Our Solar panels capture energy from the sun and channel it to an inverter, where it’s converted into electricity to power your home.
Our team is constantly pushing the boundaries on design, with mounting that almost seamlessly fits panels to your roof. Our dedicated installation team works with very less contact point, significantly reducing installation time.
Yes. Utility will provide you the credit for the excess generation of power. The credit can be carried over throughout a year cycle.
Every region has different rates for the PV KWh.
A 3KW solar system will not consume more than 300-350 sq. ft. of your roof area. The systems are optimally designed to give your roof a facelift.
Our panels capture sun’s energy and send it to an inverter which converts this energy into electricity that powers your home appliances.
When your solar power system produces more than you need, it feeds the power back into the electricity grid. The excess electricity is set off into your electricity bill.
Your savings keep on increasing from day 0 to plant life. You also save yourself from rising electricity charges. DTH solar panels are nicely integrated on your roofs giving it a facelift.
Your rooftop solar system will cost less than traditional electricity. There will be an upfront cost for the installation but your month-on-month savings will be utilized to pay back for the solar plant installation.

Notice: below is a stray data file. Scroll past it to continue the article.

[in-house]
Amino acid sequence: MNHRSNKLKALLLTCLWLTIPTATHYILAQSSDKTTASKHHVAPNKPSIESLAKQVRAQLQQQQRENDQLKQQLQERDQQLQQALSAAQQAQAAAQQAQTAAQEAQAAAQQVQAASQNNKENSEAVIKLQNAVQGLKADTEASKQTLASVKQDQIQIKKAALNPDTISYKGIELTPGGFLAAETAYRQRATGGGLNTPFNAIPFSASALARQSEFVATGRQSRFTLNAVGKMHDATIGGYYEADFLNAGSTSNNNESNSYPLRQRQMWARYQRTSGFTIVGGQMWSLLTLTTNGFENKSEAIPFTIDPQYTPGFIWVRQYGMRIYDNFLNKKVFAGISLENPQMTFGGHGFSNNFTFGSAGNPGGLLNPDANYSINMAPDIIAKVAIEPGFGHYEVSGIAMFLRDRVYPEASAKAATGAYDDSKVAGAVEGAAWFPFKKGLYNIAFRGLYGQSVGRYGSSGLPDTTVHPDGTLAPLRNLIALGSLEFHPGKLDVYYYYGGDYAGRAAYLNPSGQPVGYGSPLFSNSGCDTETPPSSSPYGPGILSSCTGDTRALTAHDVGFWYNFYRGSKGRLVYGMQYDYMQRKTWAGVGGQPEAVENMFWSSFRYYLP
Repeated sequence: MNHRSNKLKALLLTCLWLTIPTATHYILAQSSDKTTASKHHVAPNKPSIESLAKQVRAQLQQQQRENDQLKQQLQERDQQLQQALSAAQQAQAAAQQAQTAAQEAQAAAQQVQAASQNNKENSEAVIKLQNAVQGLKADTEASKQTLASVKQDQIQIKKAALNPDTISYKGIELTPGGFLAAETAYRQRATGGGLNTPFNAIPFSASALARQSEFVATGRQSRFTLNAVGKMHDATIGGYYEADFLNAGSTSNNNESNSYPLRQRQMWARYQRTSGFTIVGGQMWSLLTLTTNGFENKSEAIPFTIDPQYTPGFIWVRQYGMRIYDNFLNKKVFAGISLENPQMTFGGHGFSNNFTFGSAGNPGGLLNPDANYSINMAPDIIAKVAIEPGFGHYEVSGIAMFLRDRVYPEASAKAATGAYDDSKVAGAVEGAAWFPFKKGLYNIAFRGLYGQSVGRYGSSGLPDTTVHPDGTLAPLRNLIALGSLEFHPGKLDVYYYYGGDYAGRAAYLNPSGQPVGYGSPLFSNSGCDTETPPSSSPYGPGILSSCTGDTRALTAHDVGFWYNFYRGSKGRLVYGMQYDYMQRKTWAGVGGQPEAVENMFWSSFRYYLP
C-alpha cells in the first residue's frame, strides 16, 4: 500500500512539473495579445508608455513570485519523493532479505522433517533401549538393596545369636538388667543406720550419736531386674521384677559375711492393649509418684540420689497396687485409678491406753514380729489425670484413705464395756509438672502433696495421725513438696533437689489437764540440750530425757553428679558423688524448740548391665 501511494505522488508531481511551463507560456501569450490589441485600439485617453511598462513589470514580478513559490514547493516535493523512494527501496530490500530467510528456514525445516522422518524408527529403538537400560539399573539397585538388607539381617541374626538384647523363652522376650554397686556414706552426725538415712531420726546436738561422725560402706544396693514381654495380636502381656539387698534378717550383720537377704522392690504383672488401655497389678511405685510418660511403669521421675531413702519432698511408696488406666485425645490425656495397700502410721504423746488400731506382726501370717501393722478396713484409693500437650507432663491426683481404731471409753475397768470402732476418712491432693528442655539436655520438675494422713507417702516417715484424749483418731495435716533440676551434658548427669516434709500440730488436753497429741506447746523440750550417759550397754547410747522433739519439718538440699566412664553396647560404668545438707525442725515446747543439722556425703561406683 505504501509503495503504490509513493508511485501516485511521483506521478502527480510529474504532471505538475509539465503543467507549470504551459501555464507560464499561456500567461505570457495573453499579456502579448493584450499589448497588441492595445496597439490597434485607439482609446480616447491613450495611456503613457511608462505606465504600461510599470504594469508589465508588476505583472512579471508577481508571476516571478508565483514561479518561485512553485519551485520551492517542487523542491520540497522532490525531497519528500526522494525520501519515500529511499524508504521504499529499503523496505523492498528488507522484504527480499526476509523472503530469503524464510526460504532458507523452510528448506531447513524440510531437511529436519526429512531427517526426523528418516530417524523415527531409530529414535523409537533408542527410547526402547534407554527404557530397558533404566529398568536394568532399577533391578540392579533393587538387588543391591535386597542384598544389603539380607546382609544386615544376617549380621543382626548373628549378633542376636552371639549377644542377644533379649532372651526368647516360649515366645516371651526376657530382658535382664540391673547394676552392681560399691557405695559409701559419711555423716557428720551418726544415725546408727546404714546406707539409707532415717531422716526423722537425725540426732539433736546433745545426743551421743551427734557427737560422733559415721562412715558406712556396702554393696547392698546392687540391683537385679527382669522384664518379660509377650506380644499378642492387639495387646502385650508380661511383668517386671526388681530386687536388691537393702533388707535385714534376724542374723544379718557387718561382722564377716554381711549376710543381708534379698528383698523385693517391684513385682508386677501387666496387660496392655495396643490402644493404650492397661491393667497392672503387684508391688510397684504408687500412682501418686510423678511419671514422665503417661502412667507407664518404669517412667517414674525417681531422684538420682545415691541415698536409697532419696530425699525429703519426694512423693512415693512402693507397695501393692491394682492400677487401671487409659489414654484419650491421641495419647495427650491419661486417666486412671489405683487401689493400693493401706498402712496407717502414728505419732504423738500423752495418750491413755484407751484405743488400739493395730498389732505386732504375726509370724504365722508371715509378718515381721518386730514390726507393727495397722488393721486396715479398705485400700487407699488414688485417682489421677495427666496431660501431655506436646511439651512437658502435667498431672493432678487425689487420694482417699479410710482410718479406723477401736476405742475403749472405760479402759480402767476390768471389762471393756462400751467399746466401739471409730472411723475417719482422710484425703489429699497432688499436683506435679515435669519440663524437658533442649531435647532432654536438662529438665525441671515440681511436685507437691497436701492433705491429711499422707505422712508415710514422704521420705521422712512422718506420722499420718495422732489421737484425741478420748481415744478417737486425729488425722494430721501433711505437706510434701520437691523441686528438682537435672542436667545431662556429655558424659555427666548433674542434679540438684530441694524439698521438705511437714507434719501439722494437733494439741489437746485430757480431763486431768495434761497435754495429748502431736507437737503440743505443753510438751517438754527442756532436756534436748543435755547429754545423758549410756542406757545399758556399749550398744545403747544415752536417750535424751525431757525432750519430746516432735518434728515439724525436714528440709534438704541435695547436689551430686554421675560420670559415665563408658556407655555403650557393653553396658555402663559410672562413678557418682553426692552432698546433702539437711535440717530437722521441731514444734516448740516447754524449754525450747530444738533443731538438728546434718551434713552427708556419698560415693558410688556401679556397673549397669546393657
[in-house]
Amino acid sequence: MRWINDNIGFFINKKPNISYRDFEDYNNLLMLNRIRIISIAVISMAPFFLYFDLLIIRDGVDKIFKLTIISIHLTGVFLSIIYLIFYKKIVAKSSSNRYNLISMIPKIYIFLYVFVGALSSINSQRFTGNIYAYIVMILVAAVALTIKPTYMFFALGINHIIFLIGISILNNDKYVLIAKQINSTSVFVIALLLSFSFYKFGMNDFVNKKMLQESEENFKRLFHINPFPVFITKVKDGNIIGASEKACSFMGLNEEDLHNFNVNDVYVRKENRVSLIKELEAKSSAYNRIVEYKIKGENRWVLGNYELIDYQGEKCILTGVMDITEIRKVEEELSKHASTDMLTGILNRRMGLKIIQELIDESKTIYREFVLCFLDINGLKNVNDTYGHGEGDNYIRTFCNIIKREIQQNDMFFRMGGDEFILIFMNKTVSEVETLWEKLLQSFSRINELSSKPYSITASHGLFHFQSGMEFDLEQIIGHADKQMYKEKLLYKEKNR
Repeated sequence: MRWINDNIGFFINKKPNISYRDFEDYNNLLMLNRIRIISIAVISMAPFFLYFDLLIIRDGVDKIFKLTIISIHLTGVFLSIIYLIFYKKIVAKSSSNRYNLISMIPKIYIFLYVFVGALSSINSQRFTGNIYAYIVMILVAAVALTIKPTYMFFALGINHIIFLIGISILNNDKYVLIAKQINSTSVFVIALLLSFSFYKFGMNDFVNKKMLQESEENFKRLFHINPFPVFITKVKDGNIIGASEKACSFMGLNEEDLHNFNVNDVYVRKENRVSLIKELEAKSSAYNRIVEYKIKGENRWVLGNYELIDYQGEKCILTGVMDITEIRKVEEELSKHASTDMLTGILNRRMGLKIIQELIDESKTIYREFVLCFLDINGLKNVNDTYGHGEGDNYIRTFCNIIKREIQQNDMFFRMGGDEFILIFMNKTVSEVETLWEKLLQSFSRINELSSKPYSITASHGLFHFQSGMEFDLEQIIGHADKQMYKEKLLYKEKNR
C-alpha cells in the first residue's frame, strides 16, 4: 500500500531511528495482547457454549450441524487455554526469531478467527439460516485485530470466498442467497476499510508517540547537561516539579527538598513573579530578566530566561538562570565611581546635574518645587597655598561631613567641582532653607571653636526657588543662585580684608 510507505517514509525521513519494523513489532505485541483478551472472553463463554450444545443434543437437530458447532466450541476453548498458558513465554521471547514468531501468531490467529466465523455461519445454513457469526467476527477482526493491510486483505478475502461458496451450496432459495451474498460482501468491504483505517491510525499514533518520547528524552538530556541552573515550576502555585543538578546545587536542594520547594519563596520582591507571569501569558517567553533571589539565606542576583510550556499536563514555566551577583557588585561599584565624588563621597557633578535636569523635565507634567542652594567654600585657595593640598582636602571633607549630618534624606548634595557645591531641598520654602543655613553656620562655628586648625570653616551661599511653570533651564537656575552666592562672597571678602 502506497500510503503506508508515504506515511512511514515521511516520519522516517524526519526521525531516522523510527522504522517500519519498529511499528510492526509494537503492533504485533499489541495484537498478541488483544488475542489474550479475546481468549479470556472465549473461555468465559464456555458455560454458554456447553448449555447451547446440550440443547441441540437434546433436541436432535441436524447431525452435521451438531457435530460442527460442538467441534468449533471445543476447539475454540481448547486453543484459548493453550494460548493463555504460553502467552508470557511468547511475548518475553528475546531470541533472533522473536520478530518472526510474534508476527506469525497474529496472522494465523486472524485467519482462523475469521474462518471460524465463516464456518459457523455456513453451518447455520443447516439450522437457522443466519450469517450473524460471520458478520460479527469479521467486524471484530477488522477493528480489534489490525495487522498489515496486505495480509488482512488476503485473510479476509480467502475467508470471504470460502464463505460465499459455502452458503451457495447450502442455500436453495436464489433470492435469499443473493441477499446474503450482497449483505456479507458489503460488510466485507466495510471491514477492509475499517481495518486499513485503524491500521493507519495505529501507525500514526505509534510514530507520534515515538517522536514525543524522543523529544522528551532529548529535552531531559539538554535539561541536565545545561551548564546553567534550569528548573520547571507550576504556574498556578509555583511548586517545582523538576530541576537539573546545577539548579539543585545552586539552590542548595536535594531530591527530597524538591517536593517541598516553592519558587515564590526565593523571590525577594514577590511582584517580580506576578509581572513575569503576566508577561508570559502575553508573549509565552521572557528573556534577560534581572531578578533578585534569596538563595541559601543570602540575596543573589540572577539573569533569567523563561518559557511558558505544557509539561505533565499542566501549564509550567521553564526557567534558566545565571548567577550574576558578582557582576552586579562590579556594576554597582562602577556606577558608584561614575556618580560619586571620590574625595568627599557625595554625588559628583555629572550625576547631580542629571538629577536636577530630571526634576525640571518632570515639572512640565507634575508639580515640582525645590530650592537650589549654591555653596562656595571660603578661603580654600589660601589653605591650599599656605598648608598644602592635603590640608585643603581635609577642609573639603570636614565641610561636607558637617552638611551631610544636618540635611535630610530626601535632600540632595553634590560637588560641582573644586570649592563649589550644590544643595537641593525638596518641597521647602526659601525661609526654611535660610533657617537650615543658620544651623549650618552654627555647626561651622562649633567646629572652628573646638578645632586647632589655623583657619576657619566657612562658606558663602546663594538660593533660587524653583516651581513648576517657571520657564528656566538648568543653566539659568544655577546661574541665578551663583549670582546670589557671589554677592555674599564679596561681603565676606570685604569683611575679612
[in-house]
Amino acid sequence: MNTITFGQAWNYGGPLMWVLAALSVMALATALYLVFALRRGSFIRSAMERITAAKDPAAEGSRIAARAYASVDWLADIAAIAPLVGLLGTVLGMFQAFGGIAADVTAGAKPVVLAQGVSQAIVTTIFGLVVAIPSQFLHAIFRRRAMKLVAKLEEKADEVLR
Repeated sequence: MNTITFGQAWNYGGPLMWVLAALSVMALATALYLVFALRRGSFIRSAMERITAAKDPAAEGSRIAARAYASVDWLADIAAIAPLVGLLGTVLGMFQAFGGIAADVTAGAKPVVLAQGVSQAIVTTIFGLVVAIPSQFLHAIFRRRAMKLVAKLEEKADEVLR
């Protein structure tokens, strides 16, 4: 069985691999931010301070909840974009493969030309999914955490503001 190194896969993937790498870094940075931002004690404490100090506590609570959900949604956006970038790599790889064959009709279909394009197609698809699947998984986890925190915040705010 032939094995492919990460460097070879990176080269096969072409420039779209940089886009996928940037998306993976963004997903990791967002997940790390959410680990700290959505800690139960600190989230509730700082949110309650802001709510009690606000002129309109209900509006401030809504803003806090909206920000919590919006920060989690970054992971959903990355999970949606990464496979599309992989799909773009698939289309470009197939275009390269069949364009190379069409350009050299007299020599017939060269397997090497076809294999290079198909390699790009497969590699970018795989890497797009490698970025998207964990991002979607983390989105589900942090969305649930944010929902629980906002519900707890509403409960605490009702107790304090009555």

Solar panels generate electricity using two components of sunlight – direct and diffused. Direct sunlight is the sunlight that is incident directly on the panel while diffused sunlight is the sunlight that is reflected from various surfaces before reaching the panel surface.
Obviously, more the direct sunlight higher is the power generation. So even in the absence of direct sunlight power will be generated but it will be significantly less than power generated from direct sunlight.
At night there is neither direct nor diffused sunlight so no power generation.
Solar energy production is reduced significantly under cloudy conditions, but not to zero. Clouds don’t block all solar energy – much of it still gets through and can be utilized by a solar cell. Also, solar cells can utilize more than just the visible spectrum of light, which is only a fraction of the energy that comes from the sun.
To keep it very simple:
So if you have an SPV system of 1kW capacity, it would be the power generated by the system per hour i.e, 1 unit per hour. Now, let the number of Sunlight hours in the corresponding area be 6 hours per day (6 hours of good sun light…10am-4pm).
So the total power generated would be (System capacity) X (No of sunlight hours), which would roughly generate around 6 units per day.
It varies from location to location and on global solar insulation, usually, it is can produce 4-5 units daily.
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